|Publication number||US4789558 A|
|Application number||US 06/834,089|
|Publication date||Dec 6, 1988|
|Filing date||Feb 27, 1986|
|Priority date||Feb 27, 1986|
|Publication number||06834089, 834089, US 4789558 A, US 4789558A, US-A-4789558, US4789558 A, US4789558A|
|Inventors||Gary A. Winkler, Gerald O. Hustad|
|Original Assignee||Oscar Mayer Foods Corporation|
|Export Citation||BiBTeX, EndNote, RefMan|
|Patent Citations (11), Referenced by (12), Classifications (14), Legal Events (5)|
|External Links: USPTO, USPTO Assignment, Espacenet|
1. Field of Invention
The present invention is directed to the production of pickled vegetable or fruit products. More particularly, the present invention is directed to a method of producing sweet pickled vegetable or fruit products.
2. Description of the Prior Art
The traditional method making sweet pickles is a process known as a tank sweetening. In the tank sweetening method, pickle stock is sweetened by immersion in a series of progressively more concentrated sugar solutions until the concentration of the sugar solids in the pickle is raised to about 40° Brix. In a typical process, pickle stock is first placed in a tank containing a syrup that is 30% sugar by weight. After one day, diffusion has caused the sugar concentration to equalize in the liquid phase and the pickle at about 15% by weight. The liquid phase is then either replaced with a higher concentration syrup or withdrawn, mixed with additional solid sugar to raise the concentration, and then returned to the tank. By a series of step-by-step increases in sugar concentration, the desired 40° Brix sweet pickles can be produced in a period of about 3 to 15 days.
Tank sweetening on a commercial scale has several disadvantages. First, the multi-step increases in sugar concentration requires that a manufacturer employ multiple tanks. Furthermore, the process produces large quantities of excess syrup. Finally, tank sweetening is undesirable because of the numerous sanitary and safety hazards associated with handling the syrup (e.g., contamination and spillage).
It would be extremely desirabe if sweet pickles could be produced by a syrup immersion process that elimnated as many of the syrup increase steps as possible. One of the major problems with trying to produce sweet pickles using a higher concentration sugar syrup is the problem of shrinkage of the pickle stock. The water content of cucumbers, for example, is above 90% by weight. Water migrates from the pickle stock into the surrounding liquid phase much more rapidly than the sugar can migrate across the membrane of the pickle stock. The net effect is that the pickle stock shrinks substantially and irreversibly.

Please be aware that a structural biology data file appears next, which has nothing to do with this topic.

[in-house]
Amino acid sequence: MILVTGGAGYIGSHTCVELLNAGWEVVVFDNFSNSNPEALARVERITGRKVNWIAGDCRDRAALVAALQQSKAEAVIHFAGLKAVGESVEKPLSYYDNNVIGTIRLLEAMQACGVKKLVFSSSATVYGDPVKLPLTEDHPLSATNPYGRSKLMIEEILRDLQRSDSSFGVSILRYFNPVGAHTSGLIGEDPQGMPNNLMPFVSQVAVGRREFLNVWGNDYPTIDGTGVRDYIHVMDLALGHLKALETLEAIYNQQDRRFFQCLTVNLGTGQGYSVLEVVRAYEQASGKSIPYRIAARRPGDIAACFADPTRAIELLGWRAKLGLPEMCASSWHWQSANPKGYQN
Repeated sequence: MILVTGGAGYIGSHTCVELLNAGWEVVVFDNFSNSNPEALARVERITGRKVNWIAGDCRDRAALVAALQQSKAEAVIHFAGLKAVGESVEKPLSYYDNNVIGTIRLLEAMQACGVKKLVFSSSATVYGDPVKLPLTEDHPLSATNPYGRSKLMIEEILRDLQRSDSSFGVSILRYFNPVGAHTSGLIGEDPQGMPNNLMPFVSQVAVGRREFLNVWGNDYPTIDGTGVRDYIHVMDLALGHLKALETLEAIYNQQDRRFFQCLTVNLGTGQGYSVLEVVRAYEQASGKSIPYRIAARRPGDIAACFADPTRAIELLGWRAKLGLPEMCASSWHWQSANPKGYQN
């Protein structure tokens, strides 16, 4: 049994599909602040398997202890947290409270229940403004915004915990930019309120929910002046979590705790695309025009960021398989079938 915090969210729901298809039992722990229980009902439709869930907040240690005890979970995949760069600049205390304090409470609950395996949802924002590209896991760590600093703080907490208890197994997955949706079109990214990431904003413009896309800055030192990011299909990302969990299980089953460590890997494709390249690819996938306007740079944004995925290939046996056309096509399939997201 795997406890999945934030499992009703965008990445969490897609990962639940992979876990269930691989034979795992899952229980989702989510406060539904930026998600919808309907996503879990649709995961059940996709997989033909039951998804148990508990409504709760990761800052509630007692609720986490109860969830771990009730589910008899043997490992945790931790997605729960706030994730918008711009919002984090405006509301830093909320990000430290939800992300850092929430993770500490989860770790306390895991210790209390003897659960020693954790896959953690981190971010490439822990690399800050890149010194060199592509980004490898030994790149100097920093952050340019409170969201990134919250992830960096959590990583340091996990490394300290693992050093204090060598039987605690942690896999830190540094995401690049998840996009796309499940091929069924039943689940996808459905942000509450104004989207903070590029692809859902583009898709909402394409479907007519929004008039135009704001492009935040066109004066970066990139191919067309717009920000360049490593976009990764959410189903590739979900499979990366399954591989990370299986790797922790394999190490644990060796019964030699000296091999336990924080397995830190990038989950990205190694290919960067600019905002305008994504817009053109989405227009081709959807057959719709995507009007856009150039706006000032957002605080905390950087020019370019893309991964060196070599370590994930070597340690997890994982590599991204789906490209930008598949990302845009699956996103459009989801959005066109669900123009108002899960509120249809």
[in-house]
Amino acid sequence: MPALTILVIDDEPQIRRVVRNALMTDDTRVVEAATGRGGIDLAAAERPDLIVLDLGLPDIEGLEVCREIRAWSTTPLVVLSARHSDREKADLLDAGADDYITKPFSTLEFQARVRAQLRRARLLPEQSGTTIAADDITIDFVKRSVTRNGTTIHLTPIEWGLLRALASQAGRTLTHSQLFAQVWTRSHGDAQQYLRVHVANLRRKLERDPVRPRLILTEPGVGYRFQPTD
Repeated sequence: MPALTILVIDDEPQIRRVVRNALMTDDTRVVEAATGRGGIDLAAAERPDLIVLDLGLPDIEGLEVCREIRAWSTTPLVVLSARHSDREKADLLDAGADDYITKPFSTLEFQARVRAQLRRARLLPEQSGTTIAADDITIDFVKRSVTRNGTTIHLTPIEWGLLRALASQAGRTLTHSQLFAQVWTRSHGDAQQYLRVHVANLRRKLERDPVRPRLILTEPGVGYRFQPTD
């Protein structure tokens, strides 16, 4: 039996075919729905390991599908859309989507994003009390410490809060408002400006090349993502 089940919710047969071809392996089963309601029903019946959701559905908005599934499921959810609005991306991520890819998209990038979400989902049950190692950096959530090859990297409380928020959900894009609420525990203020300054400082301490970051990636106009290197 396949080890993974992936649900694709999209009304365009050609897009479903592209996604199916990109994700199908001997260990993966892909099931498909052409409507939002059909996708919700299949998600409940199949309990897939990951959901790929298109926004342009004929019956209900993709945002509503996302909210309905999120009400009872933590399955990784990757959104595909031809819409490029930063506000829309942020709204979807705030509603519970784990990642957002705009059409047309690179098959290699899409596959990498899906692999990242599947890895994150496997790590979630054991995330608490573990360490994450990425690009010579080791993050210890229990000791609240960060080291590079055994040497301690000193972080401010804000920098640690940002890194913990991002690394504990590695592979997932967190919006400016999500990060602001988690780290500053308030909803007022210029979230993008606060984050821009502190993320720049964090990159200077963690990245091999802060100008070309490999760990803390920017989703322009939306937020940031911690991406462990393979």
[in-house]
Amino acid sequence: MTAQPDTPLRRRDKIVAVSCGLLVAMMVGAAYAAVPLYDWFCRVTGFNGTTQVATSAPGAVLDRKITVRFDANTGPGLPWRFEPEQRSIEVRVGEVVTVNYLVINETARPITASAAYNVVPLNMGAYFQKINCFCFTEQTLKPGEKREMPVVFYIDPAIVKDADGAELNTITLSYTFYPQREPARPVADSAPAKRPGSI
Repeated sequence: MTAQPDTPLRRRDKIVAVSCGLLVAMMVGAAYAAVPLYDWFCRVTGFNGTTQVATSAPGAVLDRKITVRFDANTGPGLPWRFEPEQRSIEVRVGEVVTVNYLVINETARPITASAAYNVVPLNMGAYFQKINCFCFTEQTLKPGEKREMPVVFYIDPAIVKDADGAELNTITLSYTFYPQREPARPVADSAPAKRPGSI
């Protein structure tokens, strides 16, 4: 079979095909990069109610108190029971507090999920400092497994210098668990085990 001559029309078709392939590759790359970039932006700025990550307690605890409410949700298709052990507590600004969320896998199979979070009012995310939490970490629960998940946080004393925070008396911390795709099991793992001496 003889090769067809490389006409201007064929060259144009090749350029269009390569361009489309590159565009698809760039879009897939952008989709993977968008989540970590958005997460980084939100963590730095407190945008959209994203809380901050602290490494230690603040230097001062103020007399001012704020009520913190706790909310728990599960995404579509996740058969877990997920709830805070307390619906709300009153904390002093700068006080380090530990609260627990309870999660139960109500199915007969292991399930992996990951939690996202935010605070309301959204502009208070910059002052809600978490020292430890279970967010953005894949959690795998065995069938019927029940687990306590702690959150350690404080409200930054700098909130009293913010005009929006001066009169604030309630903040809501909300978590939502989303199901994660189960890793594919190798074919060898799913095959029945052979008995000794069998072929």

Over the years, several processes as have been developed to try and eliminate this problem. One such process is described in U.S. Pat. No. 2,865,758. In this patent the stock is first punctured and then submerged in the sugar syrup. While the stock is submerged the entire process is subjected to a vacuum pressure and is held for about 15 to 20 minutes. As the vacuum is released, the stock then absorbes the sugar solution.
In U.S. Pat. No. 2,801,925 the stock is subjected to a vacuum at an elevated temperature. Once the vacuum is reached the fruit is flooded within the chamber with the desired sugar solution. After about 15 minutes, the vacuum is broken and the fruit is allowed to stand in the flooding solution at atmospheric pressure and at temperatures which naturally decrease to room temperature for approximately a 24 to 72 hour period.
U.S. Pat. No. 4,402,988 also describes a very similar situation. The process in U.S. Pat. No. 4,402,988 differs somewhat in that it uses a much higher vacuum and allows the dwell time of the stock to be immersed in the sugar solution for only about 10 seconds. Thereafter, they are removed and the product is frozen for further processing.
None of the above mentioned U.S. patents describe or disclose the process for producing a sweet pickle that Applicants have developed.
It is an object of the present invention to provide a method of making sweet pickles.
Another object of the present invention is to provide a method of making sweet pickles with a sweetener content of approximately 40° Brix or higher.
It is also an object of the present invention to produce sweet pickles by immersing them in only a single sugar syrup prior to packaging.
Another object is to produce sweet pickles wherein the spent sugar syrup is reused in packaging.
Still another object of the present invention is to provide a method of producing sweet pickles by subjecting raw pickle stock to vacuum and elevated pressure treatment prior to immersion in a sugar syrup.
Yet another object of the present invention is to provide a method of producing sweet pickles by immersing pickle stock in a single, highly concentrated sugar syrup without significant shrinkage or damage to the pickle stock.
These objects of the present invention, as well as other objects apparent to those of skill in the art, are achieved by the following embodiments of the present invention.